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Where Do You Stand: GMO Labeling and Prop. 37

The campaigns for and against Proposition 37 are heating up. Fairfax's Town Council and Good Earth has backed the GMO labeling initiative. How do you feel about genetically modified food?

 

Fairfax’s Good Earth Natural Foods is participating in non-GMO month when the issue could not be timelier.

The food fight over Proposition 37 should intensify this month as Californians prepare to vote in November on the measure, which would require the labeling of genetically engineered food (or genetically modified organisms). The proposition would also not allow genetically engineered foods to be labeled as natural. 

The Fairfax health food store is one of more than grocery 1,500 grocery retailers in North America participating in the third annual non-GMO month this October, according to Good Earth officials.

Good Earth will have specials, shelf tags, displays and educational materials to help shoppers identify Non-GMO Project verified options.

The Fairfax Town Council audience erupted into applause and cheers Aug. 1 after

GMOs are created by gene splicing techniques. Opponents argue it creates unstable combinations of plant, animal, bacterial and viral genes. GMO labeling is mandatory is almost 50 countries in the world.

“The passing of Prop 37 will go a long ways to stopping the continued dangerous proliferation of GMOs in this country; with GMOs now found in as much as 80 percent of conventional packaged foods, we are more committed than ever to helping people find safe, healthy non-GMO choices,” said Al Baylacq, a Good Earth Natural Foods partner, in a release. The store officials have formally endorsed the proposition.

While the Yes on Proposition 37 backers are polling ahead of the resistance, those behind No on 37: Coalition Against the Deceptive Food Labeling Scheme are launching a costly campaign, which a total of more than $25 million in contributions from Monsanto, DuPoint, PepsiCo, General Mills, Kellogg and other major U.S. food and beverage makers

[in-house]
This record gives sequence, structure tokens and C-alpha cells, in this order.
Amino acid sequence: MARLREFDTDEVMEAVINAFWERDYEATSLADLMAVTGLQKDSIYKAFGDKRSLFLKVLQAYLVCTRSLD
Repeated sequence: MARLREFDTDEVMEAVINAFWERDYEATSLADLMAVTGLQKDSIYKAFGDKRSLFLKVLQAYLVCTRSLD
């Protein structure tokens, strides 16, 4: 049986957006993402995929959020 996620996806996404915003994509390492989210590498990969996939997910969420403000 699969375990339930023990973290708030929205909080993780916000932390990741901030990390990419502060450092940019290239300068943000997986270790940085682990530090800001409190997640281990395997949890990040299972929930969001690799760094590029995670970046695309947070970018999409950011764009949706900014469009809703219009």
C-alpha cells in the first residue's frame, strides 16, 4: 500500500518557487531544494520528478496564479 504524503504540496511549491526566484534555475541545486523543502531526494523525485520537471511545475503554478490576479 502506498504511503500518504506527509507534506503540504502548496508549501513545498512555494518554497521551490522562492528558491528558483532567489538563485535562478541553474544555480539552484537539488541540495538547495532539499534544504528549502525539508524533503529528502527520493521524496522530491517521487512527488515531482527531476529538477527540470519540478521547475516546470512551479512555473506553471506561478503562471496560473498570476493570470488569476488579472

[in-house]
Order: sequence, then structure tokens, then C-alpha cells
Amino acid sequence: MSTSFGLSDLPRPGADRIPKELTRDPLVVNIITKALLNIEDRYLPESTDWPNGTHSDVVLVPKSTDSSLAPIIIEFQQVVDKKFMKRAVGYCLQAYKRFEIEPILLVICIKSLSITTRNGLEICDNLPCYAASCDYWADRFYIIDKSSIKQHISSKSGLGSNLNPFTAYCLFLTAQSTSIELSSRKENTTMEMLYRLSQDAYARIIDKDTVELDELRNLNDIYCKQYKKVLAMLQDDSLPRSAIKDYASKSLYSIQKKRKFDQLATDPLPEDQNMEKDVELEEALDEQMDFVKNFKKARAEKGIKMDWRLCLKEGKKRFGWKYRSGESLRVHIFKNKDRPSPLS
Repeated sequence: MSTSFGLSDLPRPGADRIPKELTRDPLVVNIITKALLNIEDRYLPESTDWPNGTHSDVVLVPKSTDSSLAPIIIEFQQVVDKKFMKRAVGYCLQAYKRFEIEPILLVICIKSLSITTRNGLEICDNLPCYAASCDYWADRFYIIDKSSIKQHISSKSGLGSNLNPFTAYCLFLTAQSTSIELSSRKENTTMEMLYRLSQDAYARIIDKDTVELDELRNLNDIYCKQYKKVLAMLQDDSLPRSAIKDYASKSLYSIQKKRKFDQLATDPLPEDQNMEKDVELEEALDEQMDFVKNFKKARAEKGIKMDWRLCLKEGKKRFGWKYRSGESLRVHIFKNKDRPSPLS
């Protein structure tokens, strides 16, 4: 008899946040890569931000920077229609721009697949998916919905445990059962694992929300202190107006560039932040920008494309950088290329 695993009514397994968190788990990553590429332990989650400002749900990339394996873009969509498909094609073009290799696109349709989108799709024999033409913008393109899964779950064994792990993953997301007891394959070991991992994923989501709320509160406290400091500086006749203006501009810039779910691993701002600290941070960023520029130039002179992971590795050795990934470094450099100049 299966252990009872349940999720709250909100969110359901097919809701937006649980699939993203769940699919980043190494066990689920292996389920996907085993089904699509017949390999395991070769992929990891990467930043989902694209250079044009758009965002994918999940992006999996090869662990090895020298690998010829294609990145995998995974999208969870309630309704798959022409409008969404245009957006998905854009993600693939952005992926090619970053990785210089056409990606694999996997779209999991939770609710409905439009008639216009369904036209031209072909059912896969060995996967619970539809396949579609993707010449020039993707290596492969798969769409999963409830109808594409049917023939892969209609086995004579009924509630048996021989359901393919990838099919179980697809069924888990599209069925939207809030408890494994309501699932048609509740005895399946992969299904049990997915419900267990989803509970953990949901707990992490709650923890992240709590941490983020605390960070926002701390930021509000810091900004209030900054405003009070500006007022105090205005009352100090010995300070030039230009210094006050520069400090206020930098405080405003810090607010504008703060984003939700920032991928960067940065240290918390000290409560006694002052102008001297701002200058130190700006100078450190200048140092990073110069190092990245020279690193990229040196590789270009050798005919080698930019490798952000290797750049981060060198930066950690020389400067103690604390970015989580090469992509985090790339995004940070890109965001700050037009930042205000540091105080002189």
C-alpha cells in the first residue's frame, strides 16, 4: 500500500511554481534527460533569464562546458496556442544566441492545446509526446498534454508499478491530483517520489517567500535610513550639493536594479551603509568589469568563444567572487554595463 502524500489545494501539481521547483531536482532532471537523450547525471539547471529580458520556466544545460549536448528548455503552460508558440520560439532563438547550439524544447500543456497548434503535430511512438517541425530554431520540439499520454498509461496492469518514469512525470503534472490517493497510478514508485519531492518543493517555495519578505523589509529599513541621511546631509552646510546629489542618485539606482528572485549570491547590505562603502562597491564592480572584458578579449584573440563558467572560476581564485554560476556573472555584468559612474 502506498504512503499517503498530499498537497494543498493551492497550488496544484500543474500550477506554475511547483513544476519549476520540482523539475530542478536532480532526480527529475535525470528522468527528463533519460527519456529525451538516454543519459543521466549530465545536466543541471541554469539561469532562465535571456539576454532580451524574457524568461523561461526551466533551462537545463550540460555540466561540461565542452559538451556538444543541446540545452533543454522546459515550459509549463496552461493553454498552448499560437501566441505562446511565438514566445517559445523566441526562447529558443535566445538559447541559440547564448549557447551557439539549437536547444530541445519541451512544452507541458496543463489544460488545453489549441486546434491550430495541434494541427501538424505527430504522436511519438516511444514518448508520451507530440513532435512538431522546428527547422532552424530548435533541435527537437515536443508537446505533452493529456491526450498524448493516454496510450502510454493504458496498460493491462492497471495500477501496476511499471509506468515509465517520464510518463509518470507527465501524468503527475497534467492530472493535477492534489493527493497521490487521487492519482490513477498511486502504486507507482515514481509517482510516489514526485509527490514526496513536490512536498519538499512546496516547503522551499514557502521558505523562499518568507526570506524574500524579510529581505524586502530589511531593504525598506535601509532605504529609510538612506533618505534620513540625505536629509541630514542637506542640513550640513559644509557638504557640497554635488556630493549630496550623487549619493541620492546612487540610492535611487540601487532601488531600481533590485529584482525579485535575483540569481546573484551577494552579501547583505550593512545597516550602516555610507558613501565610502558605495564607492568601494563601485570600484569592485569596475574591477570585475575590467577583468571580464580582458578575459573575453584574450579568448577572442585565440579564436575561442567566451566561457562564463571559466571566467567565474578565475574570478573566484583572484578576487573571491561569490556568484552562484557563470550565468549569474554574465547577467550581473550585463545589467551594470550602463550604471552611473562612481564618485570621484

According to the nonprofit Non GMO Project, “high-risk crops” that are .

 

How do you feel about GMOs? Are you going to vote for Prop 37 in November? Tell us why or why not in the Comments!

 

See what else in on San Anselmo - Fairfax Patch: 

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valeri hood October 07, 2012 at 03:53 PM
In case you missed the Golden Gate bridge walk to protest GMO's- check this out and KCBS interview Mark Squire and I - hope it made it to the airwaves- 50 countries- including China label GMO's- we have the right to know- Just Label it- Prop 37- YES! Video highlights from yesterday's Golden Gate Bridge Walk as it relates to Prop. 37. Golden Gate BridgeWalk: Future of Food Lies in OurHands http://youtu.be/5FoHcE3XWng
William Bertram October 20, 2012 at 03:46 AM
Also be aware that High Fructose Corn Syrup is now found to be connected to autism because of the refining methods. Aspartame and fluoride are also VERY heavy neuro-toxins. Remember too that roughly 90% of ALL soy grown is GMO. Another note: 55% of ALL '100% Organic' cereals sold at Whole Foods were recently found to contain GMO wheat, corn and soy. Google it. Lastly, if you haven't heard about naturalnews.com...you have now. Best information about everything healthy AND Unhealthy on Earth!~ Best Wishes, William Bertram. (Formally of Fairfax and New Albion Book Shop)
Rico October 24, 2012 at 05:11 PM
@William I believe that you are mistaken when quoting the article in naturalnews about Whole Foods. If I remember correctly, the article said 55% of all "100% natural" cereals sold at Whole Foods contain GMO's. There is a huge difference between the two. As far as I know, 100% natural means absolutely nothing as far as being organic or containing GMO's, but when marketing something as being 100% organic, it has to be organic and GMO free. That is why anyone who cares about what food they put into their body should buy organic as much as possible. Just putting a label saying GMO free doesn't guarantee that the product is organic.
Stacy October 25, 2012 at 03:51 PM
@Ricardo Charducci, in regards to the breadth of the labeling requirement, Article 2 Section 8(D) of the California constitution stipulates that ballot initiatives cannot be about multiple subjects, so animal by-products (meat, milk, etc.) can't be covered this go-around. In regard to restaurants, they are not required by law to list their ingredients. Here is a fact sheet from the California Right to Know coalition about the parameters of the proposition: http://www.carighttoknow.org/truthaboutexemptions. I agree with you we all have a right to know what we are eating, and in the case of cotton, wearing. I hope the passing of Prop 37 is the first step in this direction.

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